MEDICAL MISSION TEAM
Following are reflections from Dr. John Bush on the Team's trip to Haiti:
My name is John Bush. I have worked here in Tucson with you and worked in the Emergency room in St Joseph’s Hospital for the last 27 years.
My children grew up here. My daughters went to OMOS and were taught there by a wonderful teacher, Miss Joan Martin who taught science. I remember that my kids were impressed by her zeal for teaching.
Later, I served for several years on the Endowment board and at that time I heard that Joan had left teaching and decided that she wanted to serve the poor in Haiti. I remember being struck by that. Here was a woman approximately my age, who was settled in Tucson, and suddenly decides to give up her life here and go to a foreign country and serve the poor. She didn’t know where she was going, where she would stay, or what she was going to do when she got there. What was the thinking that led to her decision? Was she someone truly special that was called by God to do this work—or was she just crazy?
The answers to those questions kind of ate at me for over a year. I began to imagine myself in her place. I wondered if there might be something there that I might do in Haiti. The questions wouldn’t stop. Last year, my daughter Katie was in her sophomore year in Notre Dame. She has always said she wanted to be a doctor, and is in premed. The thought struck me that she has never, ever experienced true poverty. I wanted her to see humanity in its most raw form. To experience and treat the lives of those unadorned and unmasked by the trappings of civilization. I wanted to see if she has what it takes to be a good doctor. I wanted to see if I have what it takes to be a good doctor.
All the time, Haiti kept coming back into my thoughts. Last year, when Joan had finished her second year in Haiti, and was here in Tucson speaking of her experiences there, I went up to her after mass one day and asked her if it might be possible for Katie and I to visit her in Haiti and to maybe work in a medical mission there.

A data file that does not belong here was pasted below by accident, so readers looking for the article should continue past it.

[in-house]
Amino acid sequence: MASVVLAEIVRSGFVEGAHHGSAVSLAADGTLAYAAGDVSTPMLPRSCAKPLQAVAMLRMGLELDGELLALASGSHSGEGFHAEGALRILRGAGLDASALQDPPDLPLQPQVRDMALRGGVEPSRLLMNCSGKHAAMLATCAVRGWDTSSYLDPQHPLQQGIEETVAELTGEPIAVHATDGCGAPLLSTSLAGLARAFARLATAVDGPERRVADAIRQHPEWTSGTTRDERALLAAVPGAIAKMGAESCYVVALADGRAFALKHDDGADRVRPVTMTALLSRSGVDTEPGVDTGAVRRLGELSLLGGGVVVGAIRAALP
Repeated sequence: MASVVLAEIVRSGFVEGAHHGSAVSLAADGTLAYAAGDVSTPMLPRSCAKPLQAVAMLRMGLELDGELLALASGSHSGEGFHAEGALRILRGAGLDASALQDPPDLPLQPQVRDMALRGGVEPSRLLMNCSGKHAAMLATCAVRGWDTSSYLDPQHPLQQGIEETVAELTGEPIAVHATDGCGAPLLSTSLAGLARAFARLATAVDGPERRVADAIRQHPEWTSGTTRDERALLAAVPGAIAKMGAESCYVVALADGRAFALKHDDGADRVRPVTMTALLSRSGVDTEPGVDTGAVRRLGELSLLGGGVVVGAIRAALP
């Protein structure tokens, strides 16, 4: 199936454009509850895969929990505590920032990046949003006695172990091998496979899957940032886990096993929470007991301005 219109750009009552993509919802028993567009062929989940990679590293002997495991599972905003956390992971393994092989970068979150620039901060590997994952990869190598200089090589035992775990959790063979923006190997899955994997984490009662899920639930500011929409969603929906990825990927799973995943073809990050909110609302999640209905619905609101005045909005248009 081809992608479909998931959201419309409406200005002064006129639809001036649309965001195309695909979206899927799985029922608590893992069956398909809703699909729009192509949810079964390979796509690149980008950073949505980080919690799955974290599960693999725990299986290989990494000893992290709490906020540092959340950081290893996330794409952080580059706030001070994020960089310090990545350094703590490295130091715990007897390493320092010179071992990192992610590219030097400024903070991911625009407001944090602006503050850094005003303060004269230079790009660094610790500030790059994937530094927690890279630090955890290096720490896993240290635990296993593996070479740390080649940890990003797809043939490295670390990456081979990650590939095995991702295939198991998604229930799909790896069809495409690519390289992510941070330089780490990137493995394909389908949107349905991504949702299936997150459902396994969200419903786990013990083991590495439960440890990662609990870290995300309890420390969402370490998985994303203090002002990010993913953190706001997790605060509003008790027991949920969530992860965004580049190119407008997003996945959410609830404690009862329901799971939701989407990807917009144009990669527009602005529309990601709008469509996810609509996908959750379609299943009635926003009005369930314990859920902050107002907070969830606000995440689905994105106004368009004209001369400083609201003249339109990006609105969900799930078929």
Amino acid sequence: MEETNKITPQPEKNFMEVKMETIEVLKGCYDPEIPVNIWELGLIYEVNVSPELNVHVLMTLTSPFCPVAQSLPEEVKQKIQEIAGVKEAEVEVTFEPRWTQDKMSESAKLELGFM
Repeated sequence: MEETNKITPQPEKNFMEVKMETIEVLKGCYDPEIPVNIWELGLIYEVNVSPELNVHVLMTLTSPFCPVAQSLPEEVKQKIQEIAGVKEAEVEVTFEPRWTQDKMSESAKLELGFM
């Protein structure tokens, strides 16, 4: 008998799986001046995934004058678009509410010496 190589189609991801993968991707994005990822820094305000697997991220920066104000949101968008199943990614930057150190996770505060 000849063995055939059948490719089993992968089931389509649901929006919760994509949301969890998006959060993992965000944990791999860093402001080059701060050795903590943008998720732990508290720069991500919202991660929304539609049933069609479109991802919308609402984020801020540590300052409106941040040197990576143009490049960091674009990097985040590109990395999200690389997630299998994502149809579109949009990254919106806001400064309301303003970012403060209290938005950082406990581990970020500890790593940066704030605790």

Well, I didn’t have to ask twice. The next thing I know, Monsignor gets involved and we all know what happens when he decides something is going to go forward. I couldn’t have backed out if I wanted to!
As the departure date approaches, I begin hearing of civil unrest in Haiti, and begin to get cold feet. First, there were kidnappings, then the US embassy closes.
As providence would have it, Joan was again visiting here in Tucson at just the right time and was able to reassure me. All right, perhaps she played on my male macho nature—if she was going back there, then I certainly wasn’t going to chicken out.
What occurred over the next 2 weeks is hard to put into words. I think that during this trip I truly was touched by the hand of God. It was like being on a 2 week retreat. There were so many wonderful experiences. I cannot begin to relate them all at this time. I will say that the most profound experience that I had was meeting and living with the wonderful people who have chosen to give their lives to this impoverished community.
These are not fake people. These are not people who are out to make an impression. These are people who love humanity and are trying to make a difference in a country that has been abandoned by the world. Faith and Steve Leach who ran the L’hostital Evangelique de Bombardopolis and have been there for 10 years without fanfare. They have truly walked the walk. They are my heroes.
Sisters Marie Louise, Sonya and Adriana who live and work there teaching the women to sew and knit so that they might have a source of income are my heroes. Joan Martin, who I see now in a totally different light—she too is my hero.
The trip is over now. We are safely back in the US. Joan is still over there and still working for the poor. Would I go again? You bet. Would Katie go again? Yes, I think so. She is trying to organize a mission from Notre Dame to reach out to the community of Bombardopolis with aid to these destitute yet proud people.